We are in Ankara, Turkey and Sir Sean Connery and Atatürk, founder and first president of the Turkish Republic, are sharing one of Scotland’s finest malt whiskies from a glorious silver quaich.
The quaich is gilded on the interior to reflect its liquid amber contents and its body is embossed with apple-tree branches and fruit. The apple, present in our collective subconcious as the fruit of knowledge, symbolises the hunger for learning that has long been a mainstay of Scottish culture and that is of such importance to Sir Sean himself.
Perhaps the importance of a comprehensive and enlightened education is one of Sir Sean and Atatürk’s subjects of conversation; or perhaps, moved by the ageless beauty of the quaich that they pass between them, they talk about the devotion that each has for his own country. Sir Sean admires Atatürk’s self-discipline in bringing his country together without being tempted to follow a policy of expansion. Scotland’s elemental beauty is encapsulated for Sir Sean by the view from the air over the Firth of Forth; and her most outstanding work of art is Edinburgh Castle itself. Edinburgh is a frequent motif in Sir Sean’s conversation and he considers crime writer Ian Rankin, whose Rebus novels examine the lesser known and darker aspects of Edinburgh life, to be Scotland’s major creative force.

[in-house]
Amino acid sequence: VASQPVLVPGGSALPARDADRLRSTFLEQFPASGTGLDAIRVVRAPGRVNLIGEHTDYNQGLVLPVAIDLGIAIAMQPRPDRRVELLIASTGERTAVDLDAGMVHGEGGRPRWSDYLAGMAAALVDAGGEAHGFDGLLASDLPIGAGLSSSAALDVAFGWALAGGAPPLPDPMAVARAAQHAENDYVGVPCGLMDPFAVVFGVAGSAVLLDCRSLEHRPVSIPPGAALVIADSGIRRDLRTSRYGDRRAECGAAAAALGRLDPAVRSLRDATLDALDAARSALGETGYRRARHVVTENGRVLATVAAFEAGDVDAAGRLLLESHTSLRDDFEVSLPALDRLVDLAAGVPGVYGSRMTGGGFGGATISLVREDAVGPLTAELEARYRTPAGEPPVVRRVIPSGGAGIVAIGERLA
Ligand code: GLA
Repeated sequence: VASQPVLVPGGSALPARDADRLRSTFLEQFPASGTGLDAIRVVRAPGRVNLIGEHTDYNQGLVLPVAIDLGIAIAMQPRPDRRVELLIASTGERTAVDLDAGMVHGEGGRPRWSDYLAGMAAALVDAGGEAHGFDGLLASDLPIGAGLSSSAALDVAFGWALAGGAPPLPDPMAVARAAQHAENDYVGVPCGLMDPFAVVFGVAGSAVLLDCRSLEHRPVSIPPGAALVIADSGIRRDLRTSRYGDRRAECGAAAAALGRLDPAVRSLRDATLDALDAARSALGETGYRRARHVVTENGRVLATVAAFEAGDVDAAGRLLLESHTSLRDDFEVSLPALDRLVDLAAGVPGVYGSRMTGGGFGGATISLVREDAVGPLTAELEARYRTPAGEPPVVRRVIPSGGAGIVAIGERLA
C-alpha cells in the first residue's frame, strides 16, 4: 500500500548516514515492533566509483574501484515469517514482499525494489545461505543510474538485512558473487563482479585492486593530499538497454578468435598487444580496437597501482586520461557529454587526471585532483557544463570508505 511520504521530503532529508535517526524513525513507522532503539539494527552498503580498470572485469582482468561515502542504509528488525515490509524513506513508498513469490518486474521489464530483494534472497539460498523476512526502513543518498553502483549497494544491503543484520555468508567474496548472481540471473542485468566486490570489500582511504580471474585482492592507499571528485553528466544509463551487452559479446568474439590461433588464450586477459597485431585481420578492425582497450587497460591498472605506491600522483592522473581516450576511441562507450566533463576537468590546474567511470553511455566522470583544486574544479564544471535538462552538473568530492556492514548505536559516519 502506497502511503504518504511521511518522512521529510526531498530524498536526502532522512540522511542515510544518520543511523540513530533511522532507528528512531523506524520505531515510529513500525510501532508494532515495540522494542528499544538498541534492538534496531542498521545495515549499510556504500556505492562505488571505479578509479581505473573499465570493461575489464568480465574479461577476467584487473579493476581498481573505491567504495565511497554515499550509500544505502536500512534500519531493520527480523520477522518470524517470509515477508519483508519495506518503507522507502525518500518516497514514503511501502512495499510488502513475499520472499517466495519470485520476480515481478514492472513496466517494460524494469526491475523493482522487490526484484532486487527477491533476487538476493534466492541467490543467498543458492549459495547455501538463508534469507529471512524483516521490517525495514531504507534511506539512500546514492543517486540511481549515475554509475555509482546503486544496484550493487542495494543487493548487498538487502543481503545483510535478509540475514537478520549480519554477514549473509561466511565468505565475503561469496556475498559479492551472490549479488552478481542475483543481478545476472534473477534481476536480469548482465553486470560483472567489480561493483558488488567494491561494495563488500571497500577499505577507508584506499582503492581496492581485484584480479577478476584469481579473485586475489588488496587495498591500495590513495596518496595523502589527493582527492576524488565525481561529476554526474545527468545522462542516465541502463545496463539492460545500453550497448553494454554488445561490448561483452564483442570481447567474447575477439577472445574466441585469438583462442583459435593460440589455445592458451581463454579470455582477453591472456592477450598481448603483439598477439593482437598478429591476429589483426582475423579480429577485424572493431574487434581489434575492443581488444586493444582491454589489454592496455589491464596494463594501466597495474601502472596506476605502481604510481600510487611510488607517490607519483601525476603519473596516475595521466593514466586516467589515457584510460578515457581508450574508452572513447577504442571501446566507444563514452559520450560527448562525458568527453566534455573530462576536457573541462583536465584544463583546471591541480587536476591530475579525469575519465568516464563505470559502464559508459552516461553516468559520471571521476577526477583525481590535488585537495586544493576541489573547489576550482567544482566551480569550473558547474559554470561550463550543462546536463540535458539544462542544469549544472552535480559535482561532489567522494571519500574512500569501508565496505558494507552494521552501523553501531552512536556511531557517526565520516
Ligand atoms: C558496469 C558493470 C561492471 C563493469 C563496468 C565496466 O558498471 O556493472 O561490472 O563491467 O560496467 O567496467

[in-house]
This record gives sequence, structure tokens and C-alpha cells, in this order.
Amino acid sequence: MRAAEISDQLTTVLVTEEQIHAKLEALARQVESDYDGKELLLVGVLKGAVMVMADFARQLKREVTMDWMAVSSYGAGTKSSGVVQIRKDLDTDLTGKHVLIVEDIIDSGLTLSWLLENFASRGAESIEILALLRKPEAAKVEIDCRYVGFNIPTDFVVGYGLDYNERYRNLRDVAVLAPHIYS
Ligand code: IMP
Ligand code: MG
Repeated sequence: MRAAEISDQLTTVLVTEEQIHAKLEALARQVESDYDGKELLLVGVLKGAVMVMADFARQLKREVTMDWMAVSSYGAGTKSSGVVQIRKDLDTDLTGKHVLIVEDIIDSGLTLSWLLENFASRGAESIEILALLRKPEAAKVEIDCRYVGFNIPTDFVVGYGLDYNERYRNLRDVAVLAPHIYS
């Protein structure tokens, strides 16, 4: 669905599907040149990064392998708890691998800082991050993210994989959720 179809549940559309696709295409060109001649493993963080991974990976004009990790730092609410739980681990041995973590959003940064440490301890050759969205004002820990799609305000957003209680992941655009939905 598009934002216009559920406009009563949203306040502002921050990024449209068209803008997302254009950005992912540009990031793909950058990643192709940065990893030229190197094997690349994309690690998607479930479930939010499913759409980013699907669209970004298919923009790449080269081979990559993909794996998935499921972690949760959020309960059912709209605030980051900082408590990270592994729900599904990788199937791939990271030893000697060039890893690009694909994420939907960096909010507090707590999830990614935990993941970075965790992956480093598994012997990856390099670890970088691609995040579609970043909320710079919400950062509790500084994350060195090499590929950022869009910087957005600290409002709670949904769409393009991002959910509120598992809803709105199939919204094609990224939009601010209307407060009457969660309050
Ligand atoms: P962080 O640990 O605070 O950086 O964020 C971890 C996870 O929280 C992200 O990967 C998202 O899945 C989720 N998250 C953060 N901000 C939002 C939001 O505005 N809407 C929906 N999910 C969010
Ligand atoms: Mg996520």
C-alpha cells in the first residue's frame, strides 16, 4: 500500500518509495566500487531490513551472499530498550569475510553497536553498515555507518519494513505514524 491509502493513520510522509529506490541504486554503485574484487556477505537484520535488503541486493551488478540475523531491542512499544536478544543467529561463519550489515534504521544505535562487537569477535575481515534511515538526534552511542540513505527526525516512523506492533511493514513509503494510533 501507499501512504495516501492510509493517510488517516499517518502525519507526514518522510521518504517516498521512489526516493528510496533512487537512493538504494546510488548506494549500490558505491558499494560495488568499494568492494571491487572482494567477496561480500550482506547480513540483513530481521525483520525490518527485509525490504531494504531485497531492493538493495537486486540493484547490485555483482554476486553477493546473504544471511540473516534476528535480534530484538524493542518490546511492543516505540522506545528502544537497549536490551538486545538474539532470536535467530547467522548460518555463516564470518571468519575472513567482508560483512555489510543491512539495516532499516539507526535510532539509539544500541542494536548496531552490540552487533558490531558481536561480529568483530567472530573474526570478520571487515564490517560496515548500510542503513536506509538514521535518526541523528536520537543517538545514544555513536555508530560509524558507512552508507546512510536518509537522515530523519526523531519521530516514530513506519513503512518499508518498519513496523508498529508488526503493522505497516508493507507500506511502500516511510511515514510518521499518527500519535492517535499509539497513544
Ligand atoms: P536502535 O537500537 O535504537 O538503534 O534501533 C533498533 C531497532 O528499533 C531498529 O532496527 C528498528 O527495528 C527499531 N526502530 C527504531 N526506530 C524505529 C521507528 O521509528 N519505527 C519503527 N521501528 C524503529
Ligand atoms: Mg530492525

Sir Sean has had many memorable drinks in his time, not least after the opening of the Scottish Parliament building at Holyrood in 2004. Now, as the two legendary figures talk on late into the night, another tremendous moment is being formed, and Sir Sean is determined to make it last. “I’ll have another one”, he says.